At the end of April, Trust completed a successful training in tandem with Future Keys in Dohuk, Kurdistan, Iraq. The training focused on qualitative data collection and analysis, and included 28 participants from 19 organizations, including 9 international NGOs and 10 local NGOs. The workshop involved a combination of theory and practice. During the first three days, participants spent time in the classroom learning about various data collection methods and techniques from a highly experienced trainer. Participants then spent 2 days utilizing their skills and practicing qualitative data collection in an Internally Displaced Persons (IDP) Camp.
At the end of the week, participants suggested that the training was a highly successful and engaging experience. CEO of Trust, Youssef Almustafa, offered some insights and thoughts regarding the key components that made this training an incredible success.
One critical variable that contributed to this successful experience was the diverse group of participants who attended the training. As mentioned earlier, participants hailed from a wide spectrum of NGOs including local organizations such as Jasmine of Damascus, Kurdistan Reconstruction and Development Society, and Lotus Flower, as well as many larger international NGOs, such as CARE, Syrian Relief, and the French Red Cross. Participants also hailed from many different departments within their respective organizations, including Monitoring and Evaluation, Logistics, Human Resources, and Finance, among others. Thus, each individual brought a unique experience and perspective to the workshop, allowing for significant intra-participant learning between attendees. Furthermore, participants were able to give valuable feedback to the trainer and organizers at the end of each day, which was taken into consideration for the next day’s activities.
Furthermore, there was a high level of organization and coordination between the trainer, the camp manager, and organizers from Future Keys. The camp manager not only arranged for interviews with members of the community and key stakeholders in the camp, but also attended one of the training sessions. Participants were able to ask the camp manager questions and receive clarification before entering into the local setting. This was particularly useful, as participants were fully prepared to utilize their new skills before the practical portion of the workshop began.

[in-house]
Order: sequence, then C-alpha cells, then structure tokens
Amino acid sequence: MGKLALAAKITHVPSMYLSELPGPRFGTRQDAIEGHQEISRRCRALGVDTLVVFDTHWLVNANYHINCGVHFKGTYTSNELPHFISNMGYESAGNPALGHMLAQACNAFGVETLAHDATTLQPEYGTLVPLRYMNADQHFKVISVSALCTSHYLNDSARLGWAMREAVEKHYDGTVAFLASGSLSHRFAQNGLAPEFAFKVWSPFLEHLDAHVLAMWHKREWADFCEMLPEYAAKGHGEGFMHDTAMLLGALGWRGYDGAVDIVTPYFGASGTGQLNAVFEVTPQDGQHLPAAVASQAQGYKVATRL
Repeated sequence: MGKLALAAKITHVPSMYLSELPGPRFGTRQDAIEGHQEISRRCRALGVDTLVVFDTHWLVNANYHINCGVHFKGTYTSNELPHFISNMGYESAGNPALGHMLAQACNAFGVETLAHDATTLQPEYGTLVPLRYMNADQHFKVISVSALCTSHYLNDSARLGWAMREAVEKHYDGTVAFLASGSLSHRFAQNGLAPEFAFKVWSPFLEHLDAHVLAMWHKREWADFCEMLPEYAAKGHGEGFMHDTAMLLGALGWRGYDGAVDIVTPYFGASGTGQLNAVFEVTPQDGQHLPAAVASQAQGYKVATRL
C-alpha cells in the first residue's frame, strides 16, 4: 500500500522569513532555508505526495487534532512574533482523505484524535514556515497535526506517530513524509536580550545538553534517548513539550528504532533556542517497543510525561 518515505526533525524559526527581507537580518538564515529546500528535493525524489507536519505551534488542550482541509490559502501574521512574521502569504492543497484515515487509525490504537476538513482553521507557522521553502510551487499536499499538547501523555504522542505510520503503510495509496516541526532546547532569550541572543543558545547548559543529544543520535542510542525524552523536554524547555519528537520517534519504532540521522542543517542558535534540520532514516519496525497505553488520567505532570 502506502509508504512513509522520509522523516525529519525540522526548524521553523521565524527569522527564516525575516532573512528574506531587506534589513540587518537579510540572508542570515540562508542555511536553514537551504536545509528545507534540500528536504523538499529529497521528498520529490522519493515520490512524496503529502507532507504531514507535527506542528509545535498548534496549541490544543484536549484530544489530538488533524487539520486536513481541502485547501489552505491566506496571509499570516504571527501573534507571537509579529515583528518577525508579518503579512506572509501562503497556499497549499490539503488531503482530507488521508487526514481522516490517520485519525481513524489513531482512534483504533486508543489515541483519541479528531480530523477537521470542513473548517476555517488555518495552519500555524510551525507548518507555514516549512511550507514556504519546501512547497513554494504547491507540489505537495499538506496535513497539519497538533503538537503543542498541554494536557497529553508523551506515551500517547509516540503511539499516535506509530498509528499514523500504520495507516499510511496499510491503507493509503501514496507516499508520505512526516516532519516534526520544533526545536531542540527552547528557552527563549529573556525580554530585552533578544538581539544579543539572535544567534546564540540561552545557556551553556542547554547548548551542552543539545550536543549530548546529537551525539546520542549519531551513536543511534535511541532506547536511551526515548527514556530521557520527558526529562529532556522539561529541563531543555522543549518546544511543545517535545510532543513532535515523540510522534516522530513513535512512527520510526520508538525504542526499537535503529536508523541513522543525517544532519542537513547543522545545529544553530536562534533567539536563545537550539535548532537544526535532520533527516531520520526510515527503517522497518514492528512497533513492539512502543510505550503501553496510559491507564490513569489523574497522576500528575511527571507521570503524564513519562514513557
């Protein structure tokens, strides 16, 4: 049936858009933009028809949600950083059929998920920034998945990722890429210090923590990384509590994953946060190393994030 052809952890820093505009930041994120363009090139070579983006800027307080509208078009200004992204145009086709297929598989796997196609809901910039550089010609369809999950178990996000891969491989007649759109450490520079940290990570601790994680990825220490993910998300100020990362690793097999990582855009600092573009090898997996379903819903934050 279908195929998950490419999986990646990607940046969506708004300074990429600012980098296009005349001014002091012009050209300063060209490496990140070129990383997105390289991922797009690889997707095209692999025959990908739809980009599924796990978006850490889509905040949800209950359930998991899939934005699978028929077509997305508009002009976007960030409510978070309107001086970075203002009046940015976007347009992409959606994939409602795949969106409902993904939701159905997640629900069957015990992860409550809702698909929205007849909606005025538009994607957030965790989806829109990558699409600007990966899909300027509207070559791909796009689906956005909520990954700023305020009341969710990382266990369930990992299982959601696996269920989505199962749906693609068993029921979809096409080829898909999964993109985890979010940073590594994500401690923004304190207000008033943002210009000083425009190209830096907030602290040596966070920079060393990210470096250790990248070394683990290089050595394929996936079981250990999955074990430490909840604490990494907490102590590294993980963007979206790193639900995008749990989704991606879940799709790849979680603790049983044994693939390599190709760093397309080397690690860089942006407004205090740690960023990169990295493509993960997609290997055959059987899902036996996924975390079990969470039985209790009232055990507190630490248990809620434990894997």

A final aspect that made this course a success was the design of the workshop and the experience of the trainer. The workshop consisted of two parts: A classroom-skills building portion and an experiential opportunity to practice new skills. The trainer was highly qualified and experienced in both fieldwork as well as the academic pedagogy of qualitative data gathering in the Refugee context. This yielded an appropriate balance between the theoretical and practical aspects of the course.
It is clear that there are many components integral to a successful training in the development and humanitarian field. In a world with many development challenges, it is more critical now than ever that participants receive trainings of the utmost quality. Going forward, Trust and Future Keys Organization for Development plan to continue hosting and collaborating with other organizations to provide successful trainings as well as implementing peer feedback into future workshops. For more information on the upcoming training schedule, click here: http://trustconsultancy.org/schedule/